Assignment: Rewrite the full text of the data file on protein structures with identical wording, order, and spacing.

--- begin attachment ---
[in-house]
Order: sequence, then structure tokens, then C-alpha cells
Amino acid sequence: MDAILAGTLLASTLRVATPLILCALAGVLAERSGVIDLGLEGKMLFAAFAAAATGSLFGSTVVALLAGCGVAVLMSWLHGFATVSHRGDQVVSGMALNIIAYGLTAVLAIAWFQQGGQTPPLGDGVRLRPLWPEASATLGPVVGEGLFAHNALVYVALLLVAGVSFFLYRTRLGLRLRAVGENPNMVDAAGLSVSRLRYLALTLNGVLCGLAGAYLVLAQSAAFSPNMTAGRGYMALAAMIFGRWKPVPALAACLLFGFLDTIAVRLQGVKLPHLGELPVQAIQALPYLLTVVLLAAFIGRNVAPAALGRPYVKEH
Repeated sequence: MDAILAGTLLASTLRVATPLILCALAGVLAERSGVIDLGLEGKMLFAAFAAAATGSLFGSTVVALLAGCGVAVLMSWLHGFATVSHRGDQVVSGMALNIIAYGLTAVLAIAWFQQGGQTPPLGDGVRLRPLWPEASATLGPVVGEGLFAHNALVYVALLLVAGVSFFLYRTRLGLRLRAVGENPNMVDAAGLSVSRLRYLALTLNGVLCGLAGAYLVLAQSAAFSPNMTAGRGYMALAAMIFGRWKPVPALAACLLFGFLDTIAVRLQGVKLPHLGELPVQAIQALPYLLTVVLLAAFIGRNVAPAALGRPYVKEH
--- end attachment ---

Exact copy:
[in-house]
Order: sequence, then structure tokens, then C-alpha cells
Amino acid sequence: MDAILAGTLLASTLRVATPLILCALAGVLAERSGVIDLGLEGKMLFAAFAAAATGSLFGSTVVALLAGCGVAVLMSWLHGFATVSHRGDQVVSGMALNIIAYGLTAVLAIAWFQQGGQTPPLGDGVRLRPLWPEASATLGPVVGEGLFAHNALVYVALLLVAGVSFFLYRTRLGLRLRAVGENPNMVDAAGLSVSRLRYLALTLNGVLCGLAGAYLVLAQSAAFSPNMTAGRGYMALAAMIFGRWKPVPALAACLLFGFLDTIAVRLQGVKLPHLGELPVQAIQALPYLLTVVLLAAFIGRNVAPAALGRPYVKEH
Repeated sequence: MDAILAGTLLASTLRVATPLILCALAGVLAERSGVIDLGLEGKMLFAAFAAAATGSLFGSTVVALLAGCGVAVLMSWLHGFATVSHRGDQVVSGMALNIIAYGLTAVLAIAWFQQGGQTPPLGDGVRLRPLWPEASATLGPVVGEGLFAHNALVYVALLLVAGVSFFLYRTRLGLRLRAVGENPNMVDAAGLSVSRLRYLALTLNGVLCGLAGAYLVLAQSAAFSPNMTAGRGYMALAAMIFGRWKPVPALAACLLFGFLDTIAVRLQGVKLPHLGELPVQAIQALPYLLTVVLLAAFIGRNVAPAALGRPYVKEH